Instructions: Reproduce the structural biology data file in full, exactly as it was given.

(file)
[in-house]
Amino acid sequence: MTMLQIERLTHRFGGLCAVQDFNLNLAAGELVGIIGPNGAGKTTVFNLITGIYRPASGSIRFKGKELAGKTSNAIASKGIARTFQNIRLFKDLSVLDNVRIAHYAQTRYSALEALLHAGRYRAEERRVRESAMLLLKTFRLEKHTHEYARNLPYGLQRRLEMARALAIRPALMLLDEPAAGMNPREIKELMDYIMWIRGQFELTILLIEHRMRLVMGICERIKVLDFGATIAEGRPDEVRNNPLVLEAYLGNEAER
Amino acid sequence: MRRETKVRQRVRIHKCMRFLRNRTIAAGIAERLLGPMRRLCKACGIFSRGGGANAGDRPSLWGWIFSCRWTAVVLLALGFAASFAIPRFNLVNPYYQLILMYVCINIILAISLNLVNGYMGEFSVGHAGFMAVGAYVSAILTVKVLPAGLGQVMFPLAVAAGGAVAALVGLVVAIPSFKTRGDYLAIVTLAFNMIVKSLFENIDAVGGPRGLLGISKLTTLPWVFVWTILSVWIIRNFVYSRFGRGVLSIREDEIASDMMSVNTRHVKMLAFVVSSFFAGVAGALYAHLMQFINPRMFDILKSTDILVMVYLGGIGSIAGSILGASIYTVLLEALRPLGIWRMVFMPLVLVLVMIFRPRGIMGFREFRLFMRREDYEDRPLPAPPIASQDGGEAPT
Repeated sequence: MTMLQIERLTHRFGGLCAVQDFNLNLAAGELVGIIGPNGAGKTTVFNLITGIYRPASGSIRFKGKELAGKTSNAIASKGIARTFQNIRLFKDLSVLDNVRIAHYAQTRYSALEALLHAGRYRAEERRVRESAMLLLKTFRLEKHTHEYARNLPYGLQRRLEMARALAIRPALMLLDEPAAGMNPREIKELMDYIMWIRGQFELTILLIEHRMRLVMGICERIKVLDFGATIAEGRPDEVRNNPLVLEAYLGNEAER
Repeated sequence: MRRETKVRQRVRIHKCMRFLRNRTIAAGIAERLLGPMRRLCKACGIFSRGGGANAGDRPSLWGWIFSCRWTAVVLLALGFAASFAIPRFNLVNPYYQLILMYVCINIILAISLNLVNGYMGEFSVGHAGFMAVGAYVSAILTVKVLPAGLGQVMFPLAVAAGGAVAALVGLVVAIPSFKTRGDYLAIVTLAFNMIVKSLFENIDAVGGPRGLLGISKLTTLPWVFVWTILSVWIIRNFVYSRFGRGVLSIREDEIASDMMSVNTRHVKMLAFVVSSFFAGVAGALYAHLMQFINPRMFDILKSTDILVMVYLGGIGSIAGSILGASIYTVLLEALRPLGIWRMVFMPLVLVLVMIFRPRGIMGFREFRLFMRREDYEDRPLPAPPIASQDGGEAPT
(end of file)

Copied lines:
[in-house]
Amino acid sequence: MTMLQIERLTHRFGGLCAVQDFNLNLAAGELVGIIGPNGAGKTTVFNLITGIYRPASGSIRFKGKELAGKTSNAIASKGIARTFQNIRLFKDLSVLDNVRIAHYAQTRYSALEALLHAGRYRAEERRVRESAMLLLKTFRLEKHTHEYARNLPYGLQRRLEMARALAIRPALMLLDEPAAGMNPREIKELMDYIMWIRGQFELTILLIEHRMRLVMGICERIKVLDFGATIAEGRPDEVRNNPLVLEAYLGNEAER
Amino acid sequence: MRRETKVRQRVRIHKCMRFLRNRTIAAGIAERLLGPMRRLCKACGIFSRGGGANAGDRPSLWGWIFSCRWTAVVLLALGFAASFAIPRFNLVNPYYQLILMYVCINIILAISLNLVNGYMGEFSVGHAGFMAVGAYVSAILTVKVLPAGLGQVMFPLAVAAGGAVAALVGLVVAIPSFKTRGDYLAIVTLAFNMIVKSLFENIDAVGGPRGLLGISKLTTLPWVFVWTILSVWIIRNFVYSRFGRGVLSIREDEIASDMMSVNTRHVKMLAFVVSSFFAGVAGALYAHLMQFINPRMFDILKSTDILVMVYLGGIGSIAGSILGASIYTVLLEALRPLGIWRMVFMPLVLVLVMIFRPRGIMGFREFRLFMRREDYEDRPLPAPPIASQDGGEAPT
Repeated sequence: MTMLQIERLTHRFGGLCAVQDFNLNLAAGELVGIIGPNGAGKTTVFNLITGIYRPASGSIRFKGKELAGKTSNAIASKGIARTFQNIRLFKDLSVLDNVRIAHYAQTRYSALEALLHAGRYRAEERRVRESAMLLLKTFRLEKHTHEYARNLPYGLQRRLEMARALAIRPALMLLDEPAAGMNPREIKELMDYIMWIRGQFELTILLIEHRMRLVMGICERIKVLDFGATIAEGRPDEVRNNPLVLEAYLGNEAER
Repeated sequence: MRRETKVRQRVRIHKCMRFLRNRTIAAGIAERLLGPMRRLCKACGIFSRGGGANAGDRPSLWGWIFSCRWTAVVLLALGFAASFAIPRFNLVNPYYQLILMYVCINIILAISLNLVNGYMGEFSVGHAGFMAVGAYVSAILTVKVLPAGLGQVMFPLAVAAGGAVAALVGLVVAIPSFKTRGDYLAIVTLAFNMIVKSLFENIDAVGGPRGLLGISKLTTLPWVFVWTILSVWIIRNFVYSRFGRGVLSIREDEIASDMMSVNTRHVKMLAFVVSSFFAGVAGALYAHLMQFINPRMFDILKSTDILVMVYLGGIGSIAGSILGASIYTVLLEALRPLGIWRMVFMPLVLVLVMIFRPRGIMGFREFRLFMRREDYEDRPLPAPPIASQDGGEAPT